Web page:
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Are Federal Bailouts for Ailing States Next?

Are Federal Bailouts for Ailing States Next?
By Ron DeLegge
July 27, 2010

SAN DIEGO ( Ė Itís no secret that local and state governments are awash in red ink. And while the financial problems facing them are significant, prophecies of doom have yet to be fulfilled.

What lies ahead for the $2.8 trillion municipal bond market? Will it become the federal governmentís next financial bailout? And whatís the best way for bond investors to succeed in this treacherous market?

Short History on Munibonds
Municipal bonds are debt issued by states, cities and local governments. Since 1839, there have been less than 10,000 investment grade municipal bond defaults out of over 1 million issues. Almost half of these occurred between 1929 and 1937, during the Great Depression era. A widely cited study by Professor George H. Hempel indicates the majority of defaults that occurred during the Depression era were cured within a few years.

Despite the high recovery percentage, many municipal bond investors were forced to sell and suffered large losses during this period.

Today, local governments are drenched with rising costs and falling tax revenue. The cost of healthcare and pension benefits for public workers is sinking them to the point of no return. Historically, investment grade munibond defaults have been rare. But is this time different?

Connecting the Dots
Beneath its surface, the Dodd-Frank Wall Street Reform and Consumer Protection Act has bigger implications for the municipal bond market than meets the eye.

According to the Website for Congress, the new financial bill is intended to "promote the financial stability of the U.S by improving accountability and transparency in the financial system, to end 'too big to fail', to protect the American taxpayer by ending bailouts, to protect consumers from abusive financial services practices, and for other purposes." Got all that?

What about the billís section for protecting U.S. taxpayers from bailing out insolvent or bankrupt states? Did you read that part? If you didnít, itís mainly because it doesnít exist.

This, no doubt, leaves open the possibility of federal bailouts for states. And guess what? The U.S. taxpayer will once again be hooked for the mammoth tab. While this may provide a temporary lift to the munibond market, the lasting benefits are likely to be short lived.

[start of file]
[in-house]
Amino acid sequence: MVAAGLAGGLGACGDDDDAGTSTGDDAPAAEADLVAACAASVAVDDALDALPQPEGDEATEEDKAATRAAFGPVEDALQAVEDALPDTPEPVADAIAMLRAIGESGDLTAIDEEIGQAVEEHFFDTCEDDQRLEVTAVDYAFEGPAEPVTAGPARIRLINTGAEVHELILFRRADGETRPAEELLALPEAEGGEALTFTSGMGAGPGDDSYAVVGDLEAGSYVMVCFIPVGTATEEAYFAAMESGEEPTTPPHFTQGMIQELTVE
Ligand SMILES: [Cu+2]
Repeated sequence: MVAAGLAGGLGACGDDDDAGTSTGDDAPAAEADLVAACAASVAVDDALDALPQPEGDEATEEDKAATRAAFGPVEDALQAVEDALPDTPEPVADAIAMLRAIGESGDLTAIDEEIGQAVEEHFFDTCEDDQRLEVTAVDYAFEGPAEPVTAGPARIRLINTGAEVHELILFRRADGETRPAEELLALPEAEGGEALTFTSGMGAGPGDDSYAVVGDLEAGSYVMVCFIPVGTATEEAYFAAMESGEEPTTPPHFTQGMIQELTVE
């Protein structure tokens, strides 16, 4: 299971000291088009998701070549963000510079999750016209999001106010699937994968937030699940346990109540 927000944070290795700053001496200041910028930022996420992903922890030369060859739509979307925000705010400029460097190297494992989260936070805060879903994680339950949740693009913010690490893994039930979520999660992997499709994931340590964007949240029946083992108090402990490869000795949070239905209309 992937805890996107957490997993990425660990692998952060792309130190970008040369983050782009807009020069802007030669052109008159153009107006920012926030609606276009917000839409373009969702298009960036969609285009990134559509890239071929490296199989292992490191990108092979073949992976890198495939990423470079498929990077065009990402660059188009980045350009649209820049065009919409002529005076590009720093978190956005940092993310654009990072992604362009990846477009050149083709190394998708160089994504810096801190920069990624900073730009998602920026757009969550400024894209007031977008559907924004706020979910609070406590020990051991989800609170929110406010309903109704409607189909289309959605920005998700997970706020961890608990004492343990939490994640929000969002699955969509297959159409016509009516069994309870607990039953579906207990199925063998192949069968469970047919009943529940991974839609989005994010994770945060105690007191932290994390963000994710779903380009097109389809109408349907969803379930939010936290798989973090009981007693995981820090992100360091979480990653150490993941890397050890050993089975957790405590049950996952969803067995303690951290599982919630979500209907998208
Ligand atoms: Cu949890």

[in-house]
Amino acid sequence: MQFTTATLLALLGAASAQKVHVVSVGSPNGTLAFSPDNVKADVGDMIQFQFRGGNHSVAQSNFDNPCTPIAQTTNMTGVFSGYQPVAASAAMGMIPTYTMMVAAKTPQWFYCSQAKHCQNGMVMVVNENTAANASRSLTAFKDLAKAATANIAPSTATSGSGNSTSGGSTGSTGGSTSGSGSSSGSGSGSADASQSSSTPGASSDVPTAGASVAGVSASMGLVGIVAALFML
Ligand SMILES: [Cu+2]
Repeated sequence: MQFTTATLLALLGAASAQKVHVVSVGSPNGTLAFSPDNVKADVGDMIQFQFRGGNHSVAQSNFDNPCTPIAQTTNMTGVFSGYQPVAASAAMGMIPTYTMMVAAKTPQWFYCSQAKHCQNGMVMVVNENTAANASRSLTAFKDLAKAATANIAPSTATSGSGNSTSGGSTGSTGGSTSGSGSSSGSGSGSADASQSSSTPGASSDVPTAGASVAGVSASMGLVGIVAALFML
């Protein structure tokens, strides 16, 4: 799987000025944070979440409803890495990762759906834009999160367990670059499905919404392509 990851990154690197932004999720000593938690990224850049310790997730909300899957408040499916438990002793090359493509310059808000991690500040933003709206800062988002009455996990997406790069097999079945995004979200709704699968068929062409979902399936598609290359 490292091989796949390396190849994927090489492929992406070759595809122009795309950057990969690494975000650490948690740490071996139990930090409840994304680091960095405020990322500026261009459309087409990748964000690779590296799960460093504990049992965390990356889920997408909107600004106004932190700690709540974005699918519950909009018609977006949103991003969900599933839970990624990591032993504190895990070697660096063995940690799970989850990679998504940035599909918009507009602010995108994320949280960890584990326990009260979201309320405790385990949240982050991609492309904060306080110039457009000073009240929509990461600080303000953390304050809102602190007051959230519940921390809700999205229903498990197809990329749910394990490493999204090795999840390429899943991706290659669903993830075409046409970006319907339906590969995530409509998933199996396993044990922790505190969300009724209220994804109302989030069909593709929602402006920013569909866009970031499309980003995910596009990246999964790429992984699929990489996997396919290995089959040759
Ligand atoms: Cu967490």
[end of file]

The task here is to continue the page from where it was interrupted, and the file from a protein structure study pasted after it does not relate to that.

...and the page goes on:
The Play
Whatís the best strategy to play the dangerous municipal bond market? Interestingly, the imminent threat of interest payment defaults has done little to scare munibond investors away. Why? Because theyíre (foolishly) too busy being focused on the tax-shelter benefits of munibonds and how their after-tax returns compared to higher yielding taxable bonds can be more attractive.

Munibond ETFs like the iShares S&P National Municipal Bond Fund (NYSEArca: MUB) and the SPDR Nuveen Barclays Capital Municipal Bond ETF (NYSEArca: TFI) which offer broad exposure to a portfolio of various municipalities and states throughout the country, have risen around 4% year-to-date. Thatís not exactly crisis-like returns.

Likewise, large munibond mutual funds like the $5.5 billion AllianceBern Intermediate Divers Munibond Fund (Nasdaq: AIDAX) have exhibited a smooth ride so far. 

Nevertheless, itís a big mistake for bond investors to prematurely conclude the worst is over.

Is it any wonder that Warren Buffett recently cut his firmís municipal bond holdings to under $4 billion from almost $5 billion in 2008?

And is it any wonder that insurance companies refuse to offer protection against municipal bond defaults? Today, just one active bond insurer remains: Assured Guaranty (NYSE: AGO).

The August edition of the ETF Profit Strategy Newsletter contains munibond strategies to consider before the coming hurricane. It also provides a detailed analysis of four valuation metrics with an irrefutable track record of historical significance.  

CommentsAdd Comment

Carl said on August 02, 2010
  A lot of half (or even less than half) truths in this. True, there are almost no bond insurers left. But the reason for that is they all blew out there own credit rating from insuring sub-prime debt. Assured Guaranty was the only one who had exposure only to muni debt and they are the last man standing.
Hank said on July 27, 2010
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